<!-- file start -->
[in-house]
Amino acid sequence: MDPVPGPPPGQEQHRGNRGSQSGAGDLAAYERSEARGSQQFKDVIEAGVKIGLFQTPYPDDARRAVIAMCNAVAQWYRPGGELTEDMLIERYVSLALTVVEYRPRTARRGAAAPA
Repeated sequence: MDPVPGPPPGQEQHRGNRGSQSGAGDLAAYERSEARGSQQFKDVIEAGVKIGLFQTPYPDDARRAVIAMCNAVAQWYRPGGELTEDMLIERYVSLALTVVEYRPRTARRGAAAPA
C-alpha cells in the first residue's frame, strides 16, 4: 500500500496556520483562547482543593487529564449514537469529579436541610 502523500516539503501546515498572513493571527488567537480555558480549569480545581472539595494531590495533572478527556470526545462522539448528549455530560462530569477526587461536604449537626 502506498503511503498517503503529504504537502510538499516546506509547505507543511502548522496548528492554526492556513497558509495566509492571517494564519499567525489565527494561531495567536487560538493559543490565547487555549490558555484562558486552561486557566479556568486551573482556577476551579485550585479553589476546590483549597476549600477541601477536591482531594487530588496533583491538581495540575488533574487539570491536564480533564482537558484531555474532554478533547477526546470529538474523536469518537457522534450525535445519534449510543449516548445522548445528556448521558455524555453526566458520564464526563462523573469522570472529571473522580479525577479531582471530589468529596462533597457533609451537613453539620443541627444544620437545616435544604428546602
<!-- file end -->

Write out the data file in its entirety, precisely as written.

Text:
[in-house]
Amino acid sequence: MDPVPGPPPGQEQHRGNRGSQSGAGDLAAYERSEARGSQQFKDVIEAGVKIGLFQTPYPDDARRAVIAMCNAVAQWYRPGGELTEDMLIERYVSLALTVVEYRPRTARRGAAAPA
Repeated sequence: MDPVPGPPPGQEQHRGNRGSQSGAGDLAAYERSEARGSQQFKDVIEAGVKIGLFQTPYPDDARRAVIAMCNAVAQWYRPGGELTEDMLIERYVSLALTVVEYRPRTARRGAAAPA
C-alpha cells in the first residue's frame, strides 16, 4: 500500500496556520483562547482543593487529564449514537469529579436541610 502523500516539503501546515498572513493571527488567537480555558480549569480545581472539595494531590495533572478527556470526545462522539448528549455530560462530569477526587461536604449537626 502506498503511503498517503503529504504537502510538499516546506509547505507543511502548522496548528492554526492556513497558509495566509492571517494564519499567525489565527494561531495567536487560538493559543490565547487555549490558555484562558486552561486557566479556568486551573482556577476551579485550585479553589476546590483549597476549600477541601477536591482531594487530588496533583491538581495540575488533574487539570491536564480533564482537558484531555474532554478533547477526546470529538474523536469518537457522534450525535445519534449510543449516548445522548445528556448521558455524555453526566458520564464526563462523573469522570472529571473522580479525577479531582471530589468529596462533597457533609451537613453539620443541627444544620437545616435544604428546602